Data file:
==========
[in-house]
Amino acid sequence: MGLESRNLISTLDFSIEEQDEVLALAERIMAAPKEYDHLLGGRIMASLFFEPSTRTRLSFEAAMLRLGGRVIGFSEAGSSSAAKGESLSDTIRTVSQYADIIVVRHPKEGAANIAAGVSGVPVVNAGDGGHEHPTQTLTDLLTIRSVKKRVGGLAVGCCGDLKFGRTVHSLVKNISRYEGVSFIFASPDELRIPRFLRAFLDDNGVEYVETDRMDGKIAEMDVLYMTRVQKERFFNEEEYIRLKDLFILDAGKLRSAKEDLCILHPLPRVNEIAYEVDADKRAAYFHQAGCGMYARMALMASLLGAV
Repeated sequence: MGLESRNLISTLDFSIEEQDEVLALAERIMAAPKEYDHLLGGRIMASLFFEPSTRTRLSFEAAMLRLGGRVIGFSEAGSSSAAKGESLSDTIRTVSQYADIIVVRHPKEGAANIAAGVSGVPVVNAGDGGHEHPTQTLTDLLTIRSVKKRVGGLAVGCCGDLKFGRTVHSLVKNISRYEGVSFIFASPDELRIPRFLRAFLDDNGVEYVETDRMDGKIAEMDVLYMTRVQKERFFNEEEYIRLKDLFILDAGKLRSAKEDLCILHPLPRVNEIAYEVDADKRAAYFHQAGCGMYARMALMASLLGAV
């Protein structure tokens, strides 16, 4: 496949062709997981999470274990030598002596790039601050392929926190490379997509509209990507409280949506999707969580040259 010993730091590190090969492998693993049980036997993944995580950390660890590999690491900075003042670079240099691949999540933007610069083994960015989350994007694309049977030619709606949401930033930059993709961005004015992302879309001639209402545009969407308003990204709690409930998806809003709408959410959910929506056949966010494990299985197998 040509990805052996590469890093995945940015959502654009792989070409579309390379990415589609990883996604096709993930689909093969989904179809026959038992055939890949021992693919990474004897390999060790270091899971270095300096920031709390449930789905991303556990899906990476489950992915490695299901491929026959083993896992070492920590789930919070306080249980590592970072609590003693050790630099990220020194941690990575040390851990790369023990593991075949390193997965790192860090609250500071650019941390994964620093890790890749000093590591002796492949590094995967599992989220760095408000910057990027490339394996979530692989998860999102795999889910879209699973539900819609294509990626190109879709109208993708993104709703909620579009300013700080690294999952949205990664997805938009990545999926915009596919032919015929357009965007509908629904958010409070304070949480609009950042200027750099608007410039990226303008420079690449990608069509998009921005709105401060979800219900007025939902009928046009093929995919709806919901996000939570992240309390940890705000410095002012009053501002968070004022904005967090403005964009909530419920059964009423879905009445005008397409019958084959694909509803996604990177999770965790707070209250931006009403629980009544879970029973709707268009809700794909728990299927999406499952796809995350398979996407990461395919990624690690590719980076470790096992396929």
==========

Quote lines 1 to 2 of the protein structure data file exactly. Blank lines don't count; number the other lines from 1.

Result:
[in-house]
Amino acid sequence: MGLESRNLISTLDFSIEEQDEVLALAERIMAAPKEYDHLLGGRIMASLFFEPSTRTRLSFEAAMLRLGGRVIGFSEAGSSSAAKGESLSDTIRTVSQYADIIVVRHPKEGAANIAAGVSGVPVVNAGDGGHEHPTQTLTDLLTIRSVKKRVGGLAVGCCGDLKFGRTVHSLVKNISRYEGVSFIFASPDELRIPRFLRAFLDDNGVEYVETDRMDGKIAEMDVLYMTRVQKERFFNEEEYIRLKDLFILDAGKLRSAKEDLCILHPLPRVNEIAYEVDADKRAAYFHQAGCGMYARMALMASLLGAV